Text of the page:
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Does Backyard Brawl have a future?

By Jack Bogaczyk

For the 69th straight season and the 104th time in history, West Virginia and Pittsburgh will play a college football date, this time on Friday night at Mountaineer Field.

As for the 105th time?

Let's just say it's maybe more up in the air than exactly which season the Mountaineers will really switch conferences, from the Big East to the Big 12.

If WVU gets to the Big 12 for 2012-13 - what the Mountaineers desire - the 105th "Backyard Brawl" is almost surely not going to be next season at Heinz Field.

If WVU can't extricate itself that soon, then the 105th meeting is likely in 2012, because Pitt plans to be in the Big East two more seasons before a move to the ACC for 2014-15.

The rivalry - the most played in Eastern major college football besides Army-Navy (the 112th meeting next month at FedEx Field) - is anything but doomed, however.

That's good. The "Backyard Brawl" moniker has given the rivalry some cache. People in Oregon know that's the name for WVU-Pitt. It would be a shame to see it go the way of Nebraska-Oklahoma and Penn State-Pitt.

The telecast networks have made the game a national staple. Friday night's ESPN telecast marks the ninth consecutive season the Brawl has been on national TV. The last season it didn't air on ESPN, CBS or ABC at least on a regional basis was 1994.

With a future in the far-flung Big 12, it would behoove West Virginia to continue playing some non-conference games annually in its backyard. Ditto for Pitt, which also seems to have a much better chance of rekindling a series with Penn State since fired legend Joe Paterno has been removed from the picture.

As fierce as the WVU-Pitt rivalry is - belying a lopsided 61-39-3 edge by the Panthers - the schools are said to be on the same page on whether or not to play on. After all, only the last 20 meetings have been conference games.

"I can tell you that (Pitt Athletic Director) Steve Pederson and I have spoken about it more than once," West Virginia AD Oliver Luck told me Friday, "and I think our views on it are very similar - which is to say pretty much identical.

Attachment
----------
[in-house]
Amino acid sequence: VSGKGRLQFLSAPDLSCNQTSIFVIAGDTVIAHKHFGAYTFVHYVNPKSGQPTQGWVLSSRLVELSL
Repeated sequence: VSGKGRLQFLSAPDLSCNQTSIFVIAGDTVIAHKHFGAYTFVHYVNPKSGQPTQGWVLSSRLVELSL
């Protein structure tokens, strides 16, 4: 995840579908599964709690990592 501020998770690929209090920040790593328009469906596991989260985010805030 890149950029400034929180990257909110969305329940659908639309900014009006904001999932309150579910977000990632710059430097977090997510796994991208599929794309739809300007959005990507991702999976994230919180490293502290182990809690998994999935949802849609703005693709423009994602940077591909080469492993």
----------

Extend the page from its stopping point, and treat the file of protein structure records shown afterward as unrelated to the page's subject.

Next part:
"We both have a strong desire to maintain the rivalry. Now, we know we face questions about the next couple, three years, but it's safe to say we both want to continue playing each other as soon as we can."

Pitt athletics issued a generic statement to me last week when I asked about the Backyard Brawl future:

"At this juncture, with both institutions set to join new leagues, it would be difficult to predict what opportunities will be available with future non-conference scheduling."

E.J. Borghetti, Pitt's fine senior associate AD for media relations, expounded further in a somewhat personal fashion.

"Everyone loves neighborhood rivalries," Borghetti said. "But the neighborhood, in this case Eastern football, is changing - quickly and dramatically. What is that going to mean for the future of the Backyard Brawl?

"As a kid, I never thought I'd see the day when Pitt and Penn State didn't play every November. Penn State's move to the Big Ten had a significant hand in changing that. Certainly there is a desire to keep age-old traditions alive, but ultimately both schools will need to see what opportunities are available once future conference schedules are set."

Since 1919, the only interruption of the WVU-Pitt series came during World War II (1940-42), and after the Panthers had won 11 in a row and 15 of 16.

The only foes the Panthers and WVU have played every season since 1955 are each other, and ACC-bound Syracuse.

Conference realignment seems certain to curb the Mountaineer-Orange series when WVU moves to the Big 12. Pitt-SU will remain a conference game, albeit in a different league.

Penn State and Pitt have played 96 times and are scheduled again in 2016 and '17, and I think Pitt would obviously choose to face the Nittany Lions over WVU if it came down to one or the other.

If West Virginia gets the move it wants soon - Luck said the Mountaineers "are talking about 12 in '12; the Big 12 in 2012" - WVU has to drop one of four non-conference games next season.

Luck said discussions on how to potentially proceed there have been held in-house, but no final decision has been made (and likely won't until WVU is firmly in or out of the Big East for 2012-13).

He also said the future with Pitt will be considered in conjunction with a nine-game Big 12 schedule that will test WVU more than the current seven-game Big East schedule.

"We need to decide what do we do with our three non-conference games, when in the Big 12, we're going to be playing four, if not five, top 25 teams, in the conference every year," Luck said. "We need to be smart with what we do non-conference.

"Steve Pederson and I have spoken and we've emphasized we want to find a way to continue (the WVU-Pitt series). The question of when, we don't quite have an answer for that yet, and might not have for a while.

"But if you're looking, historically, at all the teams close by that West Virginia has played on a regular basis recently, if you're talking about Maryland, Marshall, even East Carolina, which has been on-again, off-again, Pitt obviously has a special place among those."

Contact Sports Editor Jack Bogaczyk at jackb@dailymail.com or 304-348-7949.


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